The 'Wiring Pen' Circuit Construction Technique This
description covers use of the prototyping system, known as the 'enamel
wiring pen' technique (EWP). The aim is to show in detail how it may be
used to construct digital logic circuits and to compare the technique with
others commonly used, principally wire-wrap (WW). You can view a photo of
components on a board made using this
technique and another showing the reverse
or wiring side of it.
The EWP Guide Index
[TSU Advisor index]
- * Comparison with other techniques
- * Required components & materials
- * Planning the layout
- * Using the pen
Comparison with other techniques
What advantages and disadvantages does the the EWP method have relative to
the WW or Printed Circuit (PCB) alternatives?
- Cost. EWP is cheaper than the WW method because it does not need
special IC sockets (not available from Electrical Engineering Stores) or
board connectors. It is even possible to do without sockets at all. The
board can be one of the commonly available fibre-glass or SRBP matrix types
and does not need any copper tracks; these are a fifth the price of normal
protyping PCBs. The wire is available from stores, though if bought in
bulk, is cheaper than WW 'Kynar'. The special strips needed for EWP cost
about 4p for each IC.
- Layout density. Where absolutely neccessary, ICs can be placed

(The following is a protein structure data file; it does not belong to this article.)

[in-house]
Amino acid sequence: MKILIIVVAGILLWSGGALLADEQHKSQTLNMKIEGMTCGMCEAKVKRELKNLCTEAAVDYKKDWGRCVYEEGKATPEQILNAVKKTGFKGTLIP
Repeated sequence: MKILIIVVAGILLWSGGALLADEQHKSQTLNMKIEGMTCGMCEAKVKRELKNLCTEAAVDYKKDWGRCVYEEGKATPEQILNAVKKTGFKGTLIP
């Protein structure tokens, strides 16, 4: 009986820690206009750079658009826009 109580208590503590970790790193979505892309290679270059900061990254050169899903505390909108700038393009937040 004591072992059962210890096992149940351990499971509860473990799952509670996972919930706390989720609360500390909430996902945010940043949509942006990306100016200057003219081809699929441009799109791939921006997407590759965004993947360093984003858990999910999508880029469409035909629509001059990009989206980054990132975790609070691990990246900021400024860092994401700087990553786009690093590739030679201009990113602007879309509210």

without gaps between ends or sides or both; although extra room will
normally be needed for decoupling capacitors etc.. The populated boards
may be stacked on a 15mm pitch. With WW, more space is taken up with the
long socket pins which are vulnerable to being bent.
- Speed. A layout may be designed almost as fast as a PCB, which also
requires time for us to etch and drill etc., particularly if you must first
become familiar with the layout software or supplement its library files.
Modification to an EWP layout is usually easier than with a PCB and
requires no track cutting. It is, though, slower than WW and needs a
little more care. Unlike the standard WW technique, the wire requires no
stripping before use nor cutting into separate lengths for signals
traveling to multiple destinations. In other words, it is possible to
'daisy chain', say, a data bus line which may go to several ICs.
- Once all the wires are in place, there may be only one practical
method to verify that a signal line is connected to no other point than
those intended - and that is to remove the line altogether. This is a tedious
require more than one copy of a board then a PCB becomes attractive.
- Reliability. The failure rate of an EWP board is as low as other
techniques but will depend upon the care taken in construction.
Proficiency in the use of EWP requires rather more practice than with WW
but even first time users produce boards capable of good service.
Signal cross-talk is theoretically higher with EWP than WW but is not a
problem in practice at frequencies below about 10MHz. The bus lines on a
PCB are frequently run as close as 0.02" apart - that is 1/5 the width of
an EWP channel. Furthermore, in contrast to a PCB, wires within a channel
will rarely lie adjacent to each other for very far - other wires tend to
become interposed (by accident or design).
- Other points. It is slightly easier to connect discrete components
using EWP than WW. The current rating of EWP wire is less than 'Kynar' but
will be adequate except for ground lines, where 'Kynar' alone may be
Last modified: 2004 May 26th.